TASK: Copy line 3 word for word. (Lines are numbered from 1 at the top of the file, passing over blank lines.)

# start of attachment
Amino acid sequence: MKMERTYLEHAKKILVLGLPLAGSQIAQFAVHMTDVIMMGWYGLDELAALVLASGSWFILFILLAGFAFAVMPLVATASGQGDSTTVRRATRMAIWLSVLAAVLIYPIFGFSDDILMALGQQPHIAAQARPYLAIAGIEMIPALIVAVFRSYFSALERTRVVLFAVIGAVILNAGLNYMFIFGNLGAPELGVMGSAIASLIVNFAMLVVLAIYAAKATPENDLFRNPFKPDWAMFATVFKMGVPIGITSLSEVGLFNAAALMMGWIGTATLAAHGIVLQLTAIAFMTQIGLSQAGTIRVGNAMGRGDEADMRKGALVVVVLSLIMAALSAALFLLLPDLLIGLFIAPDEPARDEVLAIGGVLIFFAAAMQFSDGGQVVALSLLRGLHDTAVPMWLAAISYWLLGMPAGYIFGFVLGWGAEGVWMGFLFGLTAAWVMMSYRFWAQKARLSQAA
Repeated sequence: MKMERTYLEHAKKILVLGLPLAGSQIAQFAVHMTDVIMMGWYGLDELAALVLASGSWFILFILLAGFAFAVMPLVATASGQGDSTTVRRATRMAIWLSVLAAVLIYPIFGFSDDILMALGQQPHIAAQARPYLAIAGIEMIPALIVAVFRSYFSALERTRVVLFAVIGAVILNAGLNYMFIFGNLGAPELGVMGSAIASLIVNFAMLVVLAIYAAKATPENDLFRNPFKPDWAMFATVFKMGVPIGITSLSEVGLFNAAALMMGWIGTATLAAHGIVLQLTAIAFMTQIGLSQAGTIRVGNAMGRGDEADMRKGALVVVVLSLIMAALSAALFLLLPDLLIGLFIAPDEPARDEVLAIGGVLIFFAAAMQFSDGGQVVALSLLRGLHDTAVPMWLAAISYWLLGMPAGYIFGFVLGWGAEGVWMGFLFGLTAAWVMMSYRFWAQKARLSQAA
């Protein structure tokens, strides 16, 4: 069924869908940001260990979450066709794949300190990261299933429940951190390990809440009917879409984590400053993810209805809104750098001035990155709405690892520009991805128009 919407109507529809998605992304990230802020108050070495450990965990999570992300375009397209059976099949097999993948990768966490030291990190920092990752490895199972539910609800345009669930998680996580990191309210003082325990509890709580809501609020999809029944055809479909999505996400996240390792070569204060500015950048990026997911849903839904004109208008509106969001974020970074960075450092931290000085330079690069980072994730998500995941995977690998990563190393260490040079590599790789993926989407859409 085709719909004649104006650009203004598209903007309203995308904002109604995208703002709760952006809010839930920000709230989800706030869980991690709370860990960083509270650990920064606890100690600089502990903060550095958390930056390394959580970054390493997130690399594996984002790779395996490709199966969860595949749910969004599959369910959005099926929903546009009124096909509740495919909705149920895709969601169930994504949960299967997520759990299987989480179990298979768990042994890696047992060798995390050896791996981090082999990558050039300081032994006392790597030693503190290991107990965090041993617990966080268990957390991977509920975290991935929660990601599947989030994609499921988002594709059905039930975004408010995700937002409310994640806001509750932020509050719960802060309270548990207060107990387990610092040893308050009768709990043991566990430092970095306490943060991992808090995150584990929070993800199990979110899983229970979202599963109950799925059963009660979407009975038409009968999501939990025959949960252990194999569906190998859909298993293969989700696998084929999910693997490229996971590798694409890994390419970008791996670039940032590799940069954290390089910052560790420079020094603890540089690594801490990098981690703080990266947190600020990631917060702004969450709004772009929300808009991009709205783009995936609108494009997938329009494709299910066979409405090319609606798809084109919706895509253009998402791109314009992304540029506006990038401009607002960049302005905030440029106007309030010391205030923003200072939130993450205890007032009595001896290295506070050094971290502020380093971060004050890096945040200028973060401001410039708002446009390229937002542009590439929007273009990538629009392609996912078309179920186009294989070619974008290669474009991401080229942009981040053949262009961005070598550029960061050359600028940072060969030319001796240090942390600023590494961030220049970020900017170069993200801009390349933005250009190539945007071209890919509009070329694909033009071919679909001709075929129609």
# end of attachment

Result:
């Protein structure tokens, strides 16, 4: 069924869908940001260990979450066709794949300190990261299933429940951190390990809440009917879409984590400053993810209805809104750098001035990155709405690892520009991805128009 919407109507529809998605992304990230802020108050070495450990965990999570992300375009397209059976099949097999993948990768966490030291990190920092990752490895199972539910609800345009669930998680996580990191309210003082325990509890709580809501609020999809029944055809479909999505996400996240390792070569204060500015950048990026997911849903839904004109208008509106969001974020970074960075450092931290000085330079690069980072994730998500995941995977690998990563190393260490040079590599790789993926989407859409 085709719909004649104006650009203004598209903007309203995308904002109604995208703002709760952006809010839930920000709230989800706030869980991690709370860990960083509270650990920064606890100690600089502990903060550095958390930056390394959580970054390493997130690399594996984002790779395996490709199966969860595949749910969004599959369910959005099926929903546009009124096909509740495919909705149920895709969601169930994504949960299967997520759990299987989480179990298979768990042994890696047992060798995390050896791996981090082999990558050039300081032994006392790597030693503190290991107990965090041993617990966080268990957390991977509920975290991935929660990601599947989030994609499921988002594709059905039930975004408010995700937002409310994640806001509750932020509050719960802060309270548990207060107990387990610092040893308050009768709990043991566990430092970095306490943060991992808090995150584990929070993800199990979110899983229970979202599963109950799925059963009660979407009975038409009968999501939990025959949960252990194999569906190998859909298993293969989700696998084929999910693997490229996971590798694409890994390419970008791996670039940032590799940069954290390089910052560790420079020094603890540089690594801490990098981690703080990266947190600020990631917060702004969450709004772009929300808009991009709205783009995936609108494009997938329009494709299910066979409405090319609606798809084109919706895509253009998402791109314009992304540029506006990038401009607002960049302005905030440029106007309030010391205030923003200072939130993450205890007032009595001896290295506070050094971290502020380093971060004050890096945040200028973060401001410039708002446009390229937002542009590439929007273009990538629009392609996912078309179920186009294989070619974008290669474009991401080229942009981040053949262009961005070598550029960061050359600028940072060969030319001796240090942390600023590494961030220049970020900017170069993200801009390349933005250009190539945007071209890919509009070329694909033009071919679909001709075929129609």